Lurtsema's Reaction: The Draft

VikingUpdate.com gets reaction from former Viking, Giant and Seahawk Bob Lurtsema. Who better to break down a draft with a first-round defensive lineman than a former defensive lineman himself.

Others talk about talent, but I talk about production and attitude. The Vikings get a strong grade from me in those areas as well because their draft picks are saying things I love to hear.


Q: What were your general impressions of the draft overall?
A: A lot of fans that don't totally understand football weren't very happy with the Vikings taking Kevin Williams rather than Terrell Suggs. But people have to realize this was a great draft, the best draft they've had in years. When you take a defensive lineman like this, especially a tackle, a lot of things happen. Number one, you've opened up Chris Hovan. You've made him a better pass rusher, less chance for double teams. And also it helps the defensive backs because when you have somebody up the middle, the quarterback doesn't have as good of a view of his receivers and he can't step forward when he delivers the ball. It makes it much easier on him (the QB) when he can step forward. And when he can't step forward your defensive ends have a much better chance to create havoc back there. If you add Terrell Suggs, he's very one-dimensional as far as pass rush, just a strong speed outside guy. Here you've taken a defensive tackle and you've helped both defensive ends in their pass rush.

Q: Were you surprised that they took more of a pass rusher than a run stuffer? I think a lot of people were expecting a bigger guy to stop the run.
A:
They wrote it that way, but he can carry more weight, number one. Number two, if you saw his body frame he's dominating when he walks in. Sometimes you get in your No. 1 draft choices and they're not exactly what you expect them to be. This is a total package with the broad shoulders. He's 304 right now, but he could put on 15 pounds in a heartbeat and carry it with no problem. Paul Wiggin (the Vikings' director of pro scouting) said that he was so pleasantly surprised when he saw him that he captured the picture of what you think a defensive lineman would look like.

Q: Do you think he's a three-down lineman?
A: He's square and he's got great lateral movement. He can play the run.

Q: This was very much a draft for talent and not so much for need. So how do you see the contributions that these rookies are going to be able to make this year?
A: I think some writers are missing the boat when they say they're coming out with talent. I think it's coming out with production and attitude. A lot of times you say he's the total package, and one of the linebackers, Mike Nattiel, is 5-11 and he had 148 tackles last year. The result is what they're looking for. Even with E.J. Henderson, he has the Butkus Award and the Bednarik Trophy. But thing there is that, when you talk to him, he'll say, ‘I'll play behind Greg Biekert. He'll teach me. I'll learn. I'll be on special teams. Put me anywhere.' Every player you talk to, they're not talking money, they're not upset with anything. It's all positive, and Mike Tice is sick of babysitting. Rather than the talent part, they've got the work ethic. And if you've got good work ethic and you're intelligent, you can improve a football player immediately and not have to worry about him developing at his pace, within his framework -- you know, a project. People are getting fed up with projects.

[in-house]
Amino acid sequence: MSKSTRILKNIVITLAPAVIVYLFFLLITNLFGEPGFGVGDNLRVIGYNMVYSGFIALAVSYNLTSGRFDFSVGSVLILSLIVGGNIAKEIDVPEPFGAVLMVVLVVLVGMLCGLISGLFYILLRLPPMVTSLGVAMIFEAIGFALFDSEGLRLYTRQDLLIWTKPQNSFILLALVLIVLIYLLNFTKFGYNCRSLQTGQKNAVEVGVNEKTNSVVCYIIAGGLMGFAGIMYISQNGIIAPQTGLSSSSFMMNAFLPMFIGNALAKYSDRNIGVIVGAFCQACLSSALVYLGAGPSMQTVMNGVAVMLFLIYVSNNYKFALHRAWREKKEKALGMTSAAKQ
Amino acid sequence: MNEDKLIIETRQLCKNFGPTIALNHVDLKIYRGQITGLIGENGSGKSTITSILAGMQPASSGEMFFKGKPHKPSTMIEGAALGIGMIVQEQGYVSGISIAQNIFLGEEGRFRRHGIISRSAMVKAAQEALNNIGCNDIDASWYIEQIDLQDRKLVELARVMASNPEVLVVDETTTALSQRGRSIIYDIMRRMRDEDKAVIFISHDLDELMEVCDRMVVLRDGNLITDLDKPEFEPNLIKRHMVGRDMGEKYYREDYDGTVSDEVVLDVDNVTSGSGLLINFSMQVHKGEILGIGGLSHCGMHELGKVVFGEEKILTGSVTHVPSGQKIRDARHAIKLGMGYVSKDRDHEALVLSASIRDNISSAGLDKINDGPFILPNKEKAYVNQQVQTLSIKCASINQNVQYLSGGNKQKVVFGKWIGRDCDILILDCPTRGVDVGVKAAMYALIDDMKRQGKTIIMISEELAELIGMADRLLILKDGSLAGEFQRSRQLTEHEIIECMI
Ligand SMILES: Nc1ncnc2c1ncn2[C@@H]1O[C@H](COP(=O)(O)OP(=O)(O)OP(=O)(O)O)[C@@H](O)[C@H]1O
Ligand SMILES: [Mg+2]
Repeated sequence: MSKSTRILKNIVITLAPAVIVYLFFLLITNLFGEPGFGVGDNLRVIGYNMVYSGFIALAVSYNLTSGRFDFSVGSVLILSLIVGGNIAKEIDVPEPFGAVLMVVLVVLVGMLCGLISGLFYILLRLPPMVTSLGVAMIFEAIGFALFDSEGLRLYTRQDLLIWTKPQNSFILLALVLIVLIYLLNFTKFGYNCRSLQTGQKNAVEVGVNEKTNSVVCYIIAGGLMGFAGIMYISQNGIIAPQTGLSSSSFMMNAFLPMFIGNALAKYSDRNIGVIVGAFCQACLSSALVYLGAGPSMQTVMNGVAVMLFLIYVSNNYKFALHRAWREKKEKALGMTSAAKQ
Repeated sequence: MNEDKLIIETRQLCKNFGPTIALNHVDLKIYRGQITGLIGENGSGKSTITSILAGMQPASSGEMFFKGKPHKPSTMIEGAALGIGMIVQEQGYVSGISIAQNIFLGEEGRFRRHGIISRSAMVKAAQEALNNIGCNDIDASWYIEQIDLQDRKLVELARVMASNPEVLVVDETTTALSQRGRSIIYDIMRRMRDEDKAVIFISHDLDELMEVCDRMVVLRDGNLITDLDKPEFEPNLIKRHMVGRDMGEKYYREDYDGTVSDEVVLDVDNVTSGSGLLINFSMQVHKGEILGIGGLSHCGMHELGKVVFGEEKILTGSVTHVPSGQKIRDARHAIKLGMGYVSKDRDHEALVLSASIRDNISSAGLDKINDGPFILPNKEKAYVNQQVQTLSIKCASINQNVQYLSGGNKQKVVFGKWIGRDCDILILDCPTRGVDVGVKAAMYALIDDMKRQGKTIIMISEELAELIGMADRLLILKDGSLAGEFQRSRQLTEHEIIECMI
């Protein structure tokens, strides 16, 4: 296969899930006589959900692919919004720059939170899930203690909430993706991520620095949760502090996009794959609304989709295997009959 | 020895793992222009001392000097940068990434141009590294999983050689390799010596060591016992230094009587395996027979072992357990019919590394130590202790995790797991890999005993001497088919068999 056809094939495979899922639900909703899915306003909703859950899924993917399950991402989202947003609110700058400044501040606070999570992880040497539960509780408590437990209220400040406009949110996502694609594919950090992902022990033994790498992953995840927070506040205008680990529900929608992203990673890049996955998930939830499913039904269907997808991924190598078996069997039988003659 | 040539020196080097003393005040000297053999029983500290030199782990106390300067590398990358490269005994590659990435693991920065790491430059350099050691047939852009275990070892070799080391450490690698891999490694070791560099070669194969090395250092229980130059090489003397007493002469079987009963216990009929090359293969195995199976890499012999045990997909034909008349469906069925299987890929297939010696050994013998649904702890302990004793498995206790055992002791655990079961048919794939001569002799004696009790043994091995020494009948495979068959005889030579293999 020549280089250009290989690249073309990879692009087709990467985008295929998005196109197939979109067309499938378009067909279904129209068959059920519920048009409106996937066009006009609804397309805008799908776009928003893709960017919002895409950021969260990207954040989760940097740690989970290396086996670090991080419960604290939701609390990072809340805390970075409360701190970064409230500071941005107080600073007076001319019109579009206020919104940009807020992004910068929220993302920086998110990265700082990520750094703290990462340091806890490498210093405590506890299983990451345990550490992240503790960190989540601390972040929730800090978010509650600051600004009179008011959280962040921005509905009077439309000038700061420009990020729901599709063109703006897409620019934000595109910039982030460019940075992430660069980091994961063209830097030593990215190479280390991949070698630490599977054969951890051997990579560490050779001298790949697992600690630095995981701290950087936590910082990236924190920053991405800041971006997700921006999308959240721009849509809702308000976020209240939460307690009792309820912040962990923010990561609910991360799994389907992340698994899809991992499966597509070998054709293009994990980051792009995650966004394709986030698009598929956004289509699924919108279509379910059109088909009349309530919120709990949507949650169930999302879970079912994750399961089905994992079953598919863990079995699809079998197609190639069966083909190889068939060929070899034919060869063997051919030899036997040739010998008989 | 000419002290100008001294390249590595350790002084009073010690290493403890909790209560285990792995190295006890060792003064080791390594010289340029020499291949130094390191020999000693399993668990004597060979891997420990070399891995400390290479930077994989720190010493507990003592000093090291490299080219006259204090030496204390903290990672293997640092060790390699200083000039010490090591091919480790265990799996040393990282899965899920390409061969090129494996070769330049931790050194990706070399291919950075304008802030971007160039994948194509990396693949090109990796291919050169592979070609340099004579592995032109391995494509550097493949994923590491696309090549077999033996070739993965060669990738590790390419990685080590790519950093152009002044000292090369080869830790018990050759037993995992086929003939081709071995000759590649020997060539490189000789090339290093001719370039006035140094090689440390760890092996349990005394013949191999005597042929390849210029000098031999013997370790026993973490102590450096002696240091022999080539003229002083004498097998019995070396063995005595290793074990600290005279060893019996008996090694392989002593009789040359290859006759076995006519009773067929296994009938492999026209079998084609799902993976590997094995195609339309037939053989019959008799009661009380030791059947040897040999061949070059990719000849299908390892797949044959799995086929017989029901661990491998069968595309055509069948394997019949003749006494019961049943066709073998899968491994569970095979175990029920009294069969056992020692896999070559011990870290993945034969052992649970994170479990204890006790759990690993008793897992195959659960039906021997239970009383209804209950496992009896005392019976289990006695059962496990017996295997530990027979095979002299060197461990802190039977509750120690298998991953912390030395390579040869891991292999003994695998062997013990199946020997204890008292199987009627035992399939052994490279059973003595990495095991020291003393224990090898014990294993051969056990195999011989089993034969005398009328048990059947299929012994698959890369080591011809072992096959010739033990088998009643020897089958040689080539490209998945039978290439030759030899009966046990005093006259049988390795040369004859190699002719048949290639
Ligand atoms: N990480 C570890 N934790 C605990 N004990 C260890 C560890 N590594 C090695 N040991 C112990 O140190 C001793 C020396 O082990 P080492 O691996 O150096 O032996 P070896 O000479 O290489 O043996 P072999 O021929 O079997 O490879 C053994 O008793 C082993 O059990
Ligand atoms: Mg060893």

Q: How do you see Onterrio Smith fitting in? People were talking about him high in the second round or even maybe low in the first. Now you have Moe Williams and Doug Chapman to compete with. Do you see him used situationally this year or do you think he can be an all-around backup?
A: I've heard so many positive things about him. I think they brought him in because of how Tice likes to draft his type of players. Chapman can do the job but makes a lot of mental mistakes. They signed Moe Williams for three years, and Moe doesn't make mistakes. Moe's got a great attitude and he's positive in the locker room all the time. Chapman did get on Mike's bad list there for awhile with the mistakes and then you have an injury. Are you injury-prone? That was Bud Grant's philosophy. He could tell you in the first week who was going to be in the hot tub -- Bud always knew -- and those guys weren't around very long. Coach Tice might have talked to Bud about durability, how it plays into the overall picture of a grueling 20-game season. That's an interesting case, not knowing him or watching him, to see if he brings in the mold of the work ethic and being a bright bulb.